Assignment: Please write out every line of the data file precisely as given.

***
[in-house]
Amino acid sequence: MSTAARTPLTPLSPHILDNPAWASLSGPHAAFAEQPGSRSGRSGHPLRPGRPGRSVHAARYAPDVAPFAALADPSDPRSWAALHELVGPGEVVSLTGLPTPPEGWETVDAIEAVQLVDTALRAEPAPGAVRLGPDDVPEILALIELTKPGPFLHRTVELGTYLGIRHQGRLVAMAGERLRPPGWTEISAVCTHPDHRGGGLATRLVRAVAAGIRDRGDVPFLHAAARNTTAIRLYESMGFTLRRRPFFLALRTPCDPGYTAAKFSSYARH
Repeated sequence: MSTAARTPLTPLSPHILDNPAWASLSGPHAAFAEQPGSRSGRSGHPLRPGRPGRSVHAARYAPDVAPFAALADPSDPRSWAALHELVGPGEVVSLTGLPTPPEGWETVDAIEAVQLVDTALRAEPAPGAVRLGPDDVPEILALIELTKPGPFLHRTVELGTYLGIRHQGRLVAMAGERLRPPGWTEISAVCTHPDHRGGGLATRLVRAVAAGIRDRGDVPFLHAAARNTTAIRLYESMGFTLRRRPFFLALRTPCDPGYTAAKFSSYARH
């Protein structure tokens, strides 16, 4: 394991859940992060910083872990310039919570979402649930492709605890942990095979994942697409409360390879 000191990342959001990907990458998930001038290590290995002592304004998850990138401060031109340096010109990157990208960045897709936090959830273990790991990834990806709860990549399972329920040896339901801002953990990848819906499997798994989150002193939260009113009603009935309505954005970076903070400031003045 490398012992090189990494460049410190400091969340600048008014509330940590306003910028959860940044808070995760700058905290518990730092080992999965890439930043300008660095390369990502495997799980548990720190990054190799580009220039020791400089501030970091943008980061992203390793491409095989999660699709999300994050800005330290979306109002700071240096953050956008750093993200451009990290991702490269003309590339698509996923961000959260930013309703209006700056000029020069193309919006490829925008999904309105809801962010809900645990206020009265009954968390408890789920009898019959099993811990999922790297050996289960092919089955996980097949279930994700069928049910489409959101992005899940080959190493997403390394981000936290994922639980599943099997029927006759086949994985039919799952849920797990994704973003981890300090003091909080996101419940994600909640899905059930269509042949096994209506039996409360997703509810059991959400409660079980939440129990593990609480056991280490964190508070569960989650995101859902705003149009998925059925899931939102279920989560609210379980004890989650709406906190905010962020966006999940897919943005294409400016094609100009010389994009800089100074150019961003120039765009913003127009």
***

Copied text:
[in-house]
Amino acid sequence: MSTAARTPLTPLSPHILDNPAWASLSGPHAAFAEQPGSRSGRSGHPLRPGRPGRSVHAARYAPDVAPFAALADPSDPRSWAALHELVGPGEVVSLTGLPTPPEGWETVDAIEAVQLVDTALRAEPAPGAVRLGPDDVPEILALIELTKPGPFLHRTVELGTYLGIRHQGRLVAMAGERLRPPGWTEISAVCTHPDHRGGGLATRLVRAVAAGIRDRGDVPFLHAAARNTTAIRLYESMGFTLRRRPFFLALRTPCDPGYTAAKFSSYARH
Repeated sequence: MSTAARTPLTPLSPHILDNPAWASLSGPHAAFAEQPGSRSGRSGHPLRPGRPGRSVHAARYAPDVAPFAALADPSDPRSWAALHELVGPGEVVSLTGLPTPPEGWETVDAIEAVQLVDTALRAEPAPGAVRLGPDDVPEILALIELTKPGPFLHRTVELGTYLGIRHQGRLVAMAGERLRPPGWTEISAVCTHPDHRGGGLATRLVRAVAAGIRDRGDVPFLHAAARNTTAIRLYESMGFTLRRRPFFLALRTPCDPGYTAAKFSSYARH
């Protein structure tokens, strides 16, 4: 394991859940992060910083872990310039919570979402649930492709605890942990095979994942697409409360390879 000191990342959001990907990458998930001038290590290995002592304004998850990138401060031109340096010109990157990208960045897709936090959830273990790991990834990806709860990549399972329920040896339901801002953990990848819906499997798994989150002193939260009113009603009935309505954005970076903070400031003045 490398012992090189990494460049410190400091969340600048008014509330940590306003910028959860940044808070995760700058905290518990730092080992999965890439930043300008660095390369990502495997799980548990720190990054190799580009220039020791400089501030970091943008980061992203390793491409095989999660699709999300994050800005330290979306109002700071240096953050956008750093993200451009990290991702490269003309590339698509996923961000959260930013309703209006700056000029020069193309919006490829925008999904309105809801962010809900645990206020009265009954968390408890789920009898019959099993811990999922790297050996289960092919089955996980097949279930994700069928049910489409959101992005899940080959190493997403390394981000936290994922639980599943099997029927006759086949994985039919799952849920797990994704973003981890300090003091909080996101419940994600909640899905059930269509042949096994209506039996409360997703509810059991959400409660079980939440129990593990609480056991280490964190508070569960989650995101859902705003149009998925059925899931939102279920989560609210379980004890989650709406906190905010962020966006999940897919943005294409400016094609100009010389994009800089100074150019961003120039765009913003127009």